Google’s Panda, Penguin and Hummingbird algorithms relate to content quality from different angles. The following checklist of items will help you identify what should be obvious to an experienced copywriter, content marketer or SEO professional. Unfortunately, very few people encompass all these skills required by these professions. This checklist is designed to help you, the marketing executive, bridge the knowledge gap and ensure that your team can accurately report on the current status of these best practices.
√ Duplicate Content: Does your site have — either internally or externally — duplicated content? In other words, have your editors, webmasters and other administrators copied any significant amounts of content from other websites’ pages into pages on your site or between pages on your own website? For example, do you use manufacturer product descriptions? Do you share your product descriptions with price comparison shopping engines, Amazon, eBay or affiliates?
√ Thin Content: Do any of your website’s pages, which are indexable to search engines, have significantly thin content (i.e., 100 words or less)? There is no exact threshold for this, and it will need to be a judgment call in light of different page types and your competitors’ content depth for similar page types.
√ Over-Optimized Content: Do any of your pages target keywords in an unnatural way? For example, repeating keywords in the meta data or URL and excessive overuse of keywords in the body content to the point that it’s obvious to your reader — and thus, Google’s algorithms.
√ Poorly Edited Content: Does your content consistently have spelling and grammatical errors?
√ Unengaging Content: Is your content missing attractive (and unique) imagery, video, internal links or calls to action to keep people on your website longer? Is it poorly designed?
√ Semantically Relevant Content: Is the content on your site answering all the specific questions your audience is asking, both directly and indirectly? And are you explaining it using the various phrases and terms they are using to find it?
Just as with Google’s content quality-related algorithms, Google’s Penguin algorithm (partially) targets unnatural link profiles using learned patterns of abuse and mysterious thresholds. Matt Cutts, former Head of Web Spam at Google, has stated on his blog, “The objective is not to ‘make your links appear natural,’ the objective is that your links are natural.”
If Google had its way, no one would request or build links in a paid or unpaid manner. Links would simply be rewarded for having quality content, products or services. Both Google and we know this never was and never will become a reality, and you’re going to build links, regardless. It’s critical you understand how to measure the risk of your current link profile and any future links built to your website.
Google’s Penguin algorithm is notorious for being incredibly difficult to recover from. With only 1-2 updates per year, it can literally put a company out of business if it’s not careful about its link building practices. Here is a checklist to help assess your risk.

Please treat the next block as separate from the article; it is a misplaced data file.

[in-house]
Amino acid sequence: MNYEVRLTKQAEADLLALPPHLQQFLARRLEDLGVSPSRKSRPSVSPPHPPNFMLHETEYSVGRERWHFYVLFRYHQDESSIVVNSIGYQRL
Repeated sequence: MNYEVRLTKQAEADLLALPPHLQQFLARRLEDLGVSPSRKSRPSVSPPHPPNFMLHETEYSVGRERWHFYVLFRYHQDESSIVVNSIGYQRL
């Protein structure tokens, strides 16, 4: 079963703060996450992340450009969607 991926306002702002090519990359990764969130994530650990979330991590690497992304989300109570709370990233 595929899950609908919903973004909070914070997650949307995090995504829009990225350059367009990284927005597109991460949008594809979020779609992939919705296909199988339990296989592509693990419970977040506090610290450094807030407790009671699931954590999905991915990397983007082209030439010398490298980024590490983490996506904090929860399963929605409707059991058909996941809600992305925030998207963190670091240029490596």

√ Relevancy of linking domains and web pages: Back in 2012, an ex-Google employee was quoted as saying, “… Getting a link from a high PR page used to always be valuable, today it’s more the relevance of the site’s theme in regards to yours. Relevance is the new PR.” Despite this Aussie’s incorrect grammar, he gave us a very important clue to ensuring a natural and effective link profile in today’s SEO landscape: relevancy. How relevant (to your industry) are the domains linking to you? Not every website is going to be, or needs to be, relevant, but a very large portion should. Don’t go out and disavow or request removal of branded links from The Wall Street Journal, however, seek to build relationships with topically-related publishers in your niche that you can earn links from.
√ Quantity and quality of linking domains: Google considers both the quantity and quality of the other domains linking to your website, especially in relation to your competitors when determining where to rank your website. Always focus on quality over quantity, but keep in mind that you need to continue doing the things required to continue growing the quantity of your inbound links. So create great content that people want to share and be remarkable as a business.
√ Quantity and quality of linking C-blocks: What is a C-block, you ask? It’s the third octet in the IP address and indicates a close relationship between the domains that have the same C-block. If many of your links have the same C-block, then this tips off Google that many of your links are probably from the same network of websites, run by a single company or person. This is unnatural — unless you’re link building. Granted, you have every right to internally link between your domains, but are you doing it in a natural or spammy manner? Trust your gut.
√ Over-Optimized Anchor Text: What is the quantity of money-keyword anchor text in your inbound link profile in relation to branded or generic anchor text? Many SEOs suggest that your money-keyword anchor text should never amount to more than 10-20 percent of your overall incoming links.